How to Understand Health News

How to Understand Health News

By Evelyn Cunico, M.A., M.S.

Posted June 22, 2014

Almost every day, you hear or read health news about the results of medical studies. Sometimes, medical study results seem contradictory or inconsistent with earlier studies. How do you learn how to understand health news? And, how do you know whether the studies affect you or your family?

Seeking reliable health information is one way to take an active role in managing your health. To start, ask a series of questions.

Is the study based on scientific research? Although scientific research is not perfect, it is the best way to reach accurate conclusions about human health.

How do the study findings compare with previous studies? If study findings are dramatically different from earlier findings, they may need further research.

Where was the study published? A health news report may confirm the credibility of a study by referring to a medical or scientific journal where the study was published, such as The New England Journal of Medicine, or Pediatrics, or Nature, or Science. You may read some journal articles or their abstracts (summaries) for free at your public library.

Was the study procedure tested on people? Experimental tests begin in science laboratories on cells or animals. Although these experiments are an important first step, they do not necessarily apply to people. For example, a drug that works in lab mice may not work in people.

Does the study include people who are similar to you in age, gender, race, and health status? Even if a study was done in people, the results may not be meaningful to you or to your family. For example, many medical studies do not include children, because ethical and financial issues may present legal barriers.

How big was the study? Studies of hundreds or thousands of people are more likely to have statistically strong results. Small studies may find results that are just by chance, or they may miss important differences.

Did the study have a “control group”? If a study is about whether a treatment has an effect, then the study must include a control group. A control group allows researchers to compare what happens to persons who have the treatment with what happens to persons who do not have the treatment.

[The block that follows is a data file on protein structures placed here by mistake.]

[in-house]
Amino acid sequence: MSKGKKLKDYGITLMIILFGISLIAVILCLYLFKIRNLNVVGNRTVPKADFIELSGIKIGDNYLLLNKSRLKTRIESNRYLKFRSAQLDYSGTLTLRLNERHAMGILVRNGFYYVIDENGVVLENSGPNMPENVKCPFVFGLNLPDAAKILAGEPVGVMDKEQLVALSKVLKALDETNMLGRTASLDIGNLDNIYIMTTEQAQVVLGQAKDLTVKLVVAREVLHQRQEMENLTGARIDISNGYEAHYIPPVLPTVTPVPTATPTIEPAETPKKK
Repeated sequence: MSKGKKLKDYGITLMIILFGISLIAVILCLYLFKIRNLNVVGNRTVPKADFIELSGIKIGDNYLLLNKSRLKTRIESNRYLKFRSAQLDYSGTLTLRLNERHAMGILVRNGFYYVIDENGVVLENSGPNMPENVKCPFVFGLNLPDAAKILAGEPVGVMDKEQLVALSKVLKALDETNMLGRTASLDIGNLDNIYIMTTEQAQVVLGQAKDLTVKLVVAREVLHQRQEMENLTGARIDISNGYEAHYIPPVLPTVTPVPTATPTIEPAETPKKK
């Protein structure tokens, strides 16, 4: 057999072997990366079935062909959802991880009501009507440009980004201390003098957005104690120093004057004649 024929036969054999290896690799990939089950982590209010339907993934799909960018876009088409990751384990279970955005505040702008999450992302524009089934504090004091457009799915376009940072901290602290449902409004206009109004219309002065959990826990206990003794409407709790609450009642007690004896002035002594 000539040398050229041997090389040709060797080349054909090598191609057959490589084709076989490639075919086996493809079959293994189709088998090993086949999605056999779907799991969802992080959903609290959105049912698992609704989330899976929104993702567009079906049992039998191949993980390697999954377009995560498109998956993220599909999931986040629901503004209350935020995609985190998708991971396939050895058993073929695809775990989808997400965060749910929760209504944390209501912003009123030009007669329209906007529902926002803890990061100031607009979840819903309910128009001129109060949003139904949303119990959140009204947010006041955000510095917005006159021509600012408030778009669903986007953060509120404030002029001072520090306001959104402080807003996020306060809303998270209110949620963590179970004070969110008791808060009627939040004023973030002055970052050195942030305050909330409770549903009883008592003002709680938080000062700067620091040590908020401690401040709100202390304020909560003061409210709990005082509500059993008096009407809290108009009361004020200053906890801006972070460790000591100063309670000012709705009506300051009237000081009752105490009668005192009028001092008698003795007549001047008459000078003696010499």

Who paid for the study research? If the study was funded by the federal government, such as the U.S. National Institutes of Health, you can usually trust the information. When pharmaceutical companies and the makers of medical devices fund clinical research, the researchers may or may not have conflicts of interest.

Over what length of time was the study conducted? Sometimes, benefits and risks, such as side effects, may not show up for months or years. A treatment or product may appear to be successful on a short-term basis, but may not be safe over time.

Acting on Medical News: Never diagnose yourself or your child or stop a medical treatment based on something in a news report. Instead, when you read or hear health news that you think might affect you or your family, talk with your doctor. – A tip from The Nemours Foundation.

A disclaimer: The information presented in this blog should not replace the medical advice of your doctor. You should not use this information to diagnose or treat any disease without first consulting with your medical doctor or other healthcare provider.


 National Institutes of Health. National Center for Complementary and Alternative medicine (NCCAM). “Understanding Health News.”
(Accessed 15 June 2014)

National Institutes of Health. U.S. National Library of Medicine. MedlinePlus. “Understanding Medical Research.”
(Accessed 18 June 2014

National Institutes of Health. U.S. National Library of Medicine. National Center for Biotechnology Information (NCBI). PubMed Health. “How to Read Health News,” by Dr. Alicia White. From “Behind the Headlines,” provided by NHS Choices (from England’s National Health Service).
(Accessed 16 June 2014)

The Nemours Foundation. “Making Sense of Medical News.”
(Accessed 18 June 2014)